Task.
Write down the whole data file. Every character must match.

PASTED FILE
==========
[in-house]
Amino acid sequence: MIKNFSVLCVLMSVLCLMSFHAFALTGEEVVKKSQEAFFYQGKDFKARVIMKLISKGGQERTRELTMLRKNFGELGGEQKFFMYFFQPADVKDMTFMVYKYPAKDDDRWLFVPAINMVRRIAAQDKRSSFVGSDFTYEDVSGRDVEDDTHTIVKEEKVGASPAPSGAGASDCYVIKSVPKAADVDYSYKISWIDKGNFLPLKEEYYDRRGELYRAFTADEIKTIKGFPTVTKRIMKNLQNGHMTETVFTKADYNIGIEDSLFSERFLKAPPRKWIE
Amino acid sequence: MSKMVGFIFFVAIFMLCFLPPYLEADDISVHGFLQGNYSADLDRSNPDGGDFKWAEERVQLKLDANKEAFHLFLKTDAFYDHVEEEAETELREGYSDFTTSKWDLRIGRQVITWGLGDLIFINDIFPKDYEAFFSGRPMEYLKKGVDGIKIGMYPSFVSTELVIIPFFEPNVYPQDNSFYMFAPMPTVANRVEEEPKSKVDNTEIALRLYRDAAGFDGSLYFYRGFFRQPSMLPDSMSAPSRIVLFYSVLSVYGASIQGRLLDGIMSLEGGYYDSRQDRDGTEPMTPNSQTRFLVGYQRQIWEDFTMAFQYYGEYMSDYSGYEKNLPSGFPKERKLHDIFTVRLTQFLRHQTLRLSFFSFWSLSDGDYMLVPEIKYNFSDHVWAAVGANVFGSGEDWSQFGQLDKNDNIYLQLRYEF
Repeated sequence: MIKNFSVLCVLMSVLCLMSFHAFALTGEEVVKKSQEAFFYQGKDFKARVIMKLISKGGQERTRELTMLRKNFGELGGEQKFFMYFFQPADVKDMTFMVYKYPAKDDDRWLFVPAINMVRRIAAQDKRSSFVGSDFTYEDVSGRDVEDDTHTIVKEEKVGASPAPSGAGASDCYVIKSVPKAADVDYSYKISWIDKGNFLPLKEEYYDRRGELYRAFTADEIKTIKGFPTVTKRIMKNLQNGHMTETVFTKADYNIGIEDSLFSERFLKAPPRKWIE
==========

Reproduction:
[in-house]
Amino acid sequence: MIKNFSVLCVLMSVLCLMSFHAFALTGEEVVKKSQEAFFYQGKDFKARVIMKLISKGGQERTRELTMLRKNFGELGGEQKFFMYFFQPADVKDMTFMVYKYPAKDDDRWLFVPAINMVRRIAAQDKRSSFVGSDFTYEDVSGRDVEDDTHTIVKEEKVGASPAPSGAGASDCYVIKSVPKAADVDYSYKISWIDKGNFLPLKEEYYDRRGELYRAFTADEIKTIKGFPTVTKRIMKNLQNGHMTETVFTKADYNIGIEDSLFSERFLKAPPRKWIE
Amino acid sequence: MSKMVGFIFFVAIFMLCFLPPYLEADDISVHGFLQGNYSADLDRSNPDGGDFKWAEERVQLKLDANKEAFHLFLKTDAFYDHVEEEAETELREGYSDFTTSKWDLRIGRQVITWGLGDLIFINDIFPKDYEAFFSGRPMEYLKKGVDGIKIGMYPSFVSTELVIIPFFEPNVYPQDNSFYMFAPMPTVANRVEEEPKSKVDNTEIALRLYRDAAGFDGSLYFYRGFFRQPSMLPDSMSAPSRIVLFYSVLSVYGASIQGRLLDGIMSLEGGYYDSRQDRDGTEPMTPNSQTRFLVGYQRQIWEDFTMAFQYYGEYMSDYSGYEKNLPSGFPKERKLHDIFTVRLTQFLRHQTLRLSFFSFWSLSDGDYMLVPEIKYNFSDHVWAAVGANVFGSGEDWSQFGQLDKNDNIYLQLRYEF
Repeated sequence: MIKNFSVLCVLMSVLCLMSFHAFALTGEEVVKKSQEAFFYQGKDFKARVIMKLISKGGQERTRELTMLRKNFGELGGEQKFFMYFFQPADVKDMTFMVYKYPAKDDDRWLFVPAINMVRRIAAQDKRSSFVGSDFTYEDVSGRDVEDDTHTIVKEEKVGASPAPSGAGASDCYVIKSVPKAADVDYSYKISWIDKGNFLPLKEEYYDRRGELYRAFTADEIKTIKGFPTVTKRIMKNLQNGHMTETVFTKADYNIGIEDSLFSERFLKAPPRKWIE